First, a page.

Lung cancer: Targets and Therapy
Lung cancer: Targets and Therapy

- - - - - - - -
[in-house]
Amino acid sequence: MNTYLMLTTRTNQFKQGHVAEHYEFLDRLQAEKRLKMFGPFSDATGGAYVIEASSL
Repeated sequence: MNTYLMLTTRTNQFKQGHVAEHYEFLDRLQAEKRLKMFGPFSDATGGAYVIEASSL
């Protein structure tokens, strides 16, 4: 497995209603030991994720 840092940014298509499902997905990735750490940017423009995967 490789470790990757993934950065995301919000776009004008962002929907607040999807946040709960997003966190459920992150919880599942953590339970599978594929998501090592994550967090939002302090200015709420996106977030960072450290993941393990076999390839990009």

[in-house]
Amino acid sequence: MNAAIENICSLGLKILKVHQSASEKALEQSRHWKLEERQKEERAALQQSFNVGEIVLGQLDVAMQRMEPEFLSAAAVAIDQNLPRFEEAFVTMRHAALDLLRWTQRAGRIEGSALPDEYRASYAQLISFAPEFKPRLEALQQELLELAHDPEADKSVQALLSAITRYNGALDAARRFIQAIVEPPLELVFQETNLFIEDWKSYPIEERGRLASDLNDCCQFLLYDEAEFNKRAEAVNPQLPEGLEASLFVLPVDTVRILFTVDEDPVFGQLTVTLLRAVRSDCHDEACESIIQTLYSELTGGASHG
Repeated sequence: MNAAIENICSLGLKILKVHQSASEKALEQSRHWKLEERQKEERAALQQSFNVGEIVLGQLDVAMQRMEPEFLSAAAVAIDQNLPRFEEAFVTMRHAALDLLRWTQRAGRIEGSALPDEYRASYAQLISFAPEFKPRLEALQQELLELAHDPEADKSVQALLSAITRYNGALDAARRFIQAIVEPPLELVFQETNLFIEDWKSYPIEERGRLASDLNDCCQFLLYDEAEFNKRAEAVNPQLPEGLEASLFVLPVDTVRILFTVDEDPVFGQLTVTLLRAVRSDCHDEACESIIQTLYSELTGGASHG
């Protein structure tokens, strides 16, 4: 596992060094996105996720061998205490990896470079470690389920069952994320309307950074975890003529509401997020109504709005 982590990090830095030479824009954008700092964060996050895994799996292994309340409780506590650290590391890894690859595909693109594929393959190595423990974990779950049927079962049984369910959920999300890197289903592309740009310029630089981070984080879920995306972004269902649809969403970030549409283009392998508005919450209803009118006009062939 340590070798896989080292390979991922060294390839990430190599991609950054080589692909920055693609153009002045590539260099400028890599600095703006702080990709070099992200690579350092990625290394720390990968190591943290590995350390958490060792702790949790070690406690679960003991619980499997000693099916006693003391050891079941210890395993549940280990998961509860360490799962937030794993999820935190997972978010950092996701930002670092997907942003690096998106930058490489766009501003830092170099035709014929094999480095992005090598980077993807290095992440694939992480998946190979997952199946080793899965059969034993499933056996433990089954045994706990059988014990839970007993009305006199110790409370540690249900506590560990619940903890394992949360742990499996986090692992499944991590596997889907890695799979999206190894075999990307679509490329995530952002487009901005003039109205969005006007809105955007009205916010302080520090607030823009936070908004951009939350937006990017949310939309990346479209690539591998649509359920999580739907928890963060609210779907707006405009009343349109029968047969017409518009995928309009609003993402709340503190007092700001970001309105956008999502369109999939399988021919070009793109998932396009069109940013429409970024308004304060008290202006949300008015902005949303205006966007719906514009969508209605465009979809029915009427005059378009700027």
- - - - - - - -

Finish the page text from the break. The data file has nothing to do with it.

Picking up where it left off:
Abstract: The discovery of epidermal growth factor receptor (EGFR) mutations and subsequent demonstration of the efficacy of genotype-directed therapies with EGFR tyrosine kinase inhibitors (TKIs) marked the advent of the era of precision medicine for non-small-cell lung cancer (NSCLC). First- and second-generation EGFR TKIs, including erlotinib, gefitinib and afatinib, have consistently shown superior efficacy and better toxicity compared with first-line platinum-based chemotherapy and currently represent the standard of care for EGFR-mutated advanced NSCLC patients. However, tumors invariably develop acquired resistance to EGFR TKIs, thereby limiting the long-term efficacy of these agents. The T790M mutation in exon 20 of the EGFR gene has been identified as the most common mechanism of acquired resistance. Osimertinib is a third-generation TKI designed to target both EGFR TKI-sensitizing mutations and T790M, while sparing wild-type EGFR. Based on its pronounced clinical activity and good safety profile demonstrated in early Phase I and II trials, osimertinib received first approval in 2015 by the US FDA and in early 2016 by European Medicines Agency for the treatment of EGFR T790M mutation-positive NSCLC patients in progression after EGFR TKI therapy. Recent results from the Phase III AURA3 trial demonstrated the superiority of osimertinib over standard platinum-based doublet chemotherapy for treatment of patients with advanced EGFR T790M mutation-positive NSCLC with disease progression following first-line EGFR TKI therapy, thus definitively establishing this third-generation TKI as the standard of care in this setting. Herein, we review preclinical findings and clinical data from Phase I–III trials of osimertinib, including its efficacy in patients with central nervous system metastases. We further discuss currently available methods used to analyze T790M mutation status and the main mechanisms of resistance to osimertinib. Finally, we provide an outlook on ongoing trials with osimertinib and novel therapeutic combinations that might continue to improve the clinical outcome of EGFR-mutated NSCLC patients.